ELLY YU, BYLINE: Right. It's unclear exactly how many people will end up showing up to this rally this year. But even the event organizer, Jason Kessler, indicated in his permit application that there'd be only up to 400 people maximum. Some white nationalist groups and white supremacist groups have said they're actually not coming to this year's rally. The founder of the neo-Nazi website The Daily Stormer, for example, had a post that disavowed the event and told readers not to come.


YU: They - he indicated in his post that it wasn't good for their movement.

MARTIN: Huh. Interesting. How is law enforcement preparing? Clearly, they don't want a repeat, as we said, of what happened in Charlottesville.

YU: Right. They're planning to do several things here. For one, D.C.'s police chief says a top priority for officers on Sunday is to keep counterprotesters and protesters apart to avoid the types of confrontations and violence we saw in Charlottesville. And second, police say they'll be also on high alert for people carrying weapons. They say that having a weapon with or without a permit in and around the demonstrations will be illegal on Sunday. They're also going to be looking out for other items that could be used as weapons, potentially - metal pipes, even an umbrella.

MARTIN: So there must be counterprotests planned.

YU: There are several counterprotests scheduled. A coalition of around 40 groups called Shut It Down D.C. will be holding events around the Unite the Right rally on Sunday. And, actually, counterprotesters have gotten a permit to be in Lafayette Square, as well, a part north of the White House where the Unite the Right rally goers will be. So they'll be in a section in the square.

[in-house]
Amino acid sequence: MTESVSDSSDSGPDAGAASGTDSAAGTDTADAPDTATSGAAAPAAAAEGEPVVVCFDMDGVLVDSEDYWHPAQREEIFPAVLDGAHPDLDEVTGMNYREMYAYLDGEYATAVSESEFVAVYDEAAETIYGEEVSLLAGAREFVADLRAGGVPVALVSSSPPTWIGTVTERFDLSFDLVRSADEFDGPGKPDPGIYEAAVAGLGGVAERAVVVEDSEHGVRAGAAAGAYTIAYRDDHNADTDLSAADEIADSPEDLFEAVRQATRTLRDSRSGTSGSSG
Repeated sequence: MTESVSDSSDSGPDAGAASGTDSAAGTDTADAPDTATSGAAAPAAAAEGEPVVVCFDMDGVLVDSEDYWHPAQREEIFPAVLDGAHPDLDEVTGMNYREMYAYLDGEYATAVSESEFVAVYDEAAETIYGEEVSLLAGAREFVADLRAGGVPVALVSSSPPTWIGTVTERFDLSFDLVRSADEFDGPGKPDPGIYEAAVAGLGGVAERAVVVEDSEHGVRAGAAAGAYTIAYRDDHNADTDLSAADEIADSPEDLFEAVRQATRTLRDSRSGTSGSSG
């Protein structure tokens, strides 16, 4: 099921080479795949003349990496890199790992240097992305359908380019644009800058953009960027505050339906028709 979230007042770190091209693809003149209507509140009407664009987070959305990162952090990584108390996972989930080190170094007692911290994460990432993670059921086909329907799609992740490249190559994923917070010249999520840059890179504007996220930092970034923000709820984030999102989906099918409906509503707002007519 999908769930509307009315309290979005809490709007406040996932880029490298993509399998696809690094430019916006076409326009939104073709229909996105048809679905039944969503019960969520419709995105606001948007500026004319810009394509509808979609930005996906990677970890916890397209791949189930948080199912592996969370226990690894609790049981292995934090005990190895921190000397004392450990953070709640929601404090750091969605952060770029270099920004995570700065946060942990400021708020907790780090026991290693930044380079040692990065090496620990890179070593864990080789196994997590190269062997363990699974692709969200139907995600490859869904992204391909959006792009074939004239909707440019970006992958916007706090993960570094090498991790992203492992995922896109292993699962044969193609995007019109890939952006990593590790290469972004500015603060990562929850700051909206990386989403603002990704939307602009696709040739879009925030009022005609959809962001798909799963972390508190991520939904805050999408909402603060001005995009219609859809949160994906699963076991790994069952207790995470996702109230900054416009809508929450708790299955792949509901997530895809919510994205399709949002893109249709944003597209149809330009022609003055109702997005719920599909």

MARTIN: So, Noel, you actually interviewed the guy who Elly just mentioned, Jason Kessler. He was behind the Unite the Right rally in Charlottesville. He's behind this rally. It's supposed to happen this weekend. What did he tell you?

KING: I mean, he told me a lot. We talked for more than an hour. But the thing that really stood out to me was that Jason Kessler takes no responsibility for what happened in Charlottesville last year, for the violence. He blamed Charlottesville police. He blamed counterprotesters. Here's a little bit of him talking about that.

JASON KESSLER: You had a majority of people, probably 95 percent of the people, who are peaceful, who are doing what I believe is a civil rights march. And you had a small number of people who fought. And why did they fight? It was because the police didn't do their jobs.

KING: There was a lot of that. He was very ramble-y (ph). He did say he wants this year's rally to be peaceful. He told me he doesn't want neo-Nazis there, which is different from what was on his initial invite list that he provided to the National Park Service.

MARTIN: So he's not apologetic at all.

KING: No. He said he is sorry for what happened, but he personally didn't do it.

MARTIN: Have we heard anything from D.C.'s mayor, Elly, about this?

YU: The city of D.C.'s actually planning to hold a series of events called United to Love to counter sort of the message of the Unite the Right rally there will be - that D.C.'s mayor says even though they're holding this First Amendment event in this city - that they want to send a clear message that they are - they denounce the rally goers' views.

MARTIN: Elly Yu of member station WAMU here in Washington, D.C. Elly, thanks so much for coming in. We appreciate it.

YU: Thank you.

(SOUNDBITE OF JOAN JEANRENAUD'S "DERVISH") Transcript provided by NPR, Copyright NPR.

Noel King is a host of Morning Edition and Up First.
Rachel Martin is a host of Morning Edition, as well as NPR's morning news podcast Up First.